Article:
Hello, my name is Janice Schacter Lintz and I am the Chair of the Hearing Access Program. I am also the mother of a19-year old daughter who is hard of hearing.
We need New Yorkers to become informed consumers about their hearing aids and their features. We need the Hearing Aid Dispenser Advisory Board (HADAB) to:
Ensure that hearing aid features have generic names.
Hearing aids offer a number of features but it is difficult for consumers, audiologists and hearing aid dispensers to compare brands. Manufacturers do not use generic names for features and many manufacturers trademark the names they use. Comparing features is virtually impossible without consistent names.
Users and parents of children with hearing loss are dependent on the audiologist or hearing aid dispenser to provide information, which may present a conflict of interest because the audiologist/hearing aid dispenser:
Does not represent all manufacturers nor have knowledge of all hearing aids on the market.
Audiologists/hearing aid dispensers are presumed to know all the aids on the market but the reality is that that they only dispense a few brands. The hearing aid mix they offer is based on such concerns such as but not limited to percentage of earnings, incentive pricing, delivery schedule, quality, and customer support. Some of these concerns, such as percentage of earnings, are not in the best interest of the consumer.
May receive bonuses/equipment based on the volume of hearing aids sold.
Many hearing aid companies provide free equipment or incentives or perks to audiologists/hearing aid dispensers based on their sales volume. This marketing program is now frowned on in the pharmaceutical business and should be eliminated in the hearing aid business as well.
Has a financial incentive to maximize the likelihood of making a sale.
Audiologists/hearing aid dispensers make a substantial profit when they sell hearing aids. Critical information that may obstruct or delay the sale such as the pros and cons of various features may not be disclosed.
The NYS Hearing Aid Dispenser Advisory Committee can bring greater transparency and accountability to the dispensing of hearing aids by standardizing the naming of hearing aid features.
Ensure that hearing aid dispensers inform their patients about the benefits of having a telecoil (also known as T-coil or T-switch) technology in their hearing aids
Hearing aids with a telecoil receive sound directly via magnetic induction from hearing aid compatible phones (all landline phones and select cell phones), induction loop assistive listening systems, or device containing an inductive transducer. The telecoil setting maximizes the customized output of the person’s own hearing aid. The additional benefit is that telecoil users do not need a receiver for induction loop systems.
New York State already has legislation that requires hearing aid dispensers to “instruct new users of hearing aids on basic information about how to use the aid. This training should include, at a minimum, the following: (viii) use of the telecoil-switch.” Arizona and Florida have similar legislation, but only Arizona requires that the “bill of sale shall contain language that verifies that the client has been informed about the telecoil, including benefits such as increased access to telephones, assistive listening devices, its proper use and that the switch is also referred to as a telecoil, T-coil or T-switch.” This requirement ensures that the consumer was advised and provides “teeth” for enforcement. The current New York State law provides no “safety net” to ensure compliance.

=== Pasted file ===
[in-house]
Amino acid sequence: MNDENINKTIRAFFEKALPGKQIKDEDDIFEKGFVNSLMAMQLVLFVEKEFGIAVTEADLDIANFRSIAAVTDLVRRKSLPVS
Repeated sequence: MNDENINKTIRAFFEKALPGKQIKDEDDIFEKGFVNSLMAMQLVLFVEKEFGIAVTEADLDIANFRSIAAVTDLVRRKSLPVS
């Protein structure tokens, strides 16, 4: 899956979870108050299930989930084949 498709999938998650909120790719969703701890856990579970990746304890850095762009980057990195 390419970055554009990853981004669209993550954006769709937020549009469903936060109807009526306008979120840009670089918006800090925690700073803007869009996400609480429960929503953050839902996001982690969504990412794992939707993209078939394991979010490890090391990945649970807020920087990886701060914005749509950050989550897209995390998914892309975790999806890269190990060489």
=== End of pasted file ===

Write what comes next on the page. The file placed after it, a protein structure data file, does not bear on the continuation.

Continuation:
Some specious reasons that have been given by hearing aid dispensers for not advising about the telecoil include:
clients will think they are being charged extra for unnecessary options (telecoils are actually quite inexpensive)
the feature is unnecessary (in reality, telecoils facilitate communication on the phone and via assistive technology)
the client’s fingers may not be nimble enough to maneuver the tiny switch. (This is seldom an issue.)
a child may inadvertently switch the aid to the T-setting and not hear. (Today’s children are technologically savvy, and children who receive benefit will want to hear better and will quickly adjust to the settings.)
Legislation should require that the telecoil be demonstrated so consumers understand what they are purchasing or decline knowledgeably if they choose not to have telecoils in their hearing aids. All new cochlear implant devices now have a telecoil. An induction loop should be installed in every HAD’s office to demonstrate the potential benefits of the telecoil.
Arizona supported HAD by developing a free telecoil brochure who can place their own branding on it and hand it out to consumers.
1. Regulation of hearing aid feature terminology is critical to enable consumers to be educated and not dependent exclusively on the audiologist/hearing aid dispenser. There is no incentive by the manufacturers or vendors to provide this information. Therefore, HADAC should ensure that the information is made available so that consumers can become better informed and more satisfied with their purchase.
2. New York State legislation should be amended to follow Arizona’s model, which requires that hearing aid bills of sale include language indicating that purchasers were advised of the telecoil option and tested it. Hearing aid dispensers should also be required to demonstrate the T-coil switch by installing an induction loop in their office/store. Brochures should be developed that provide information on the benefits of the T-coil. Hearing aid dispensers should distribute the brochures.
Thank you for your time,
Janice Schacter Lintz, chair, Hearing Access Program
917-975-5642 email@example.com November 6, 2013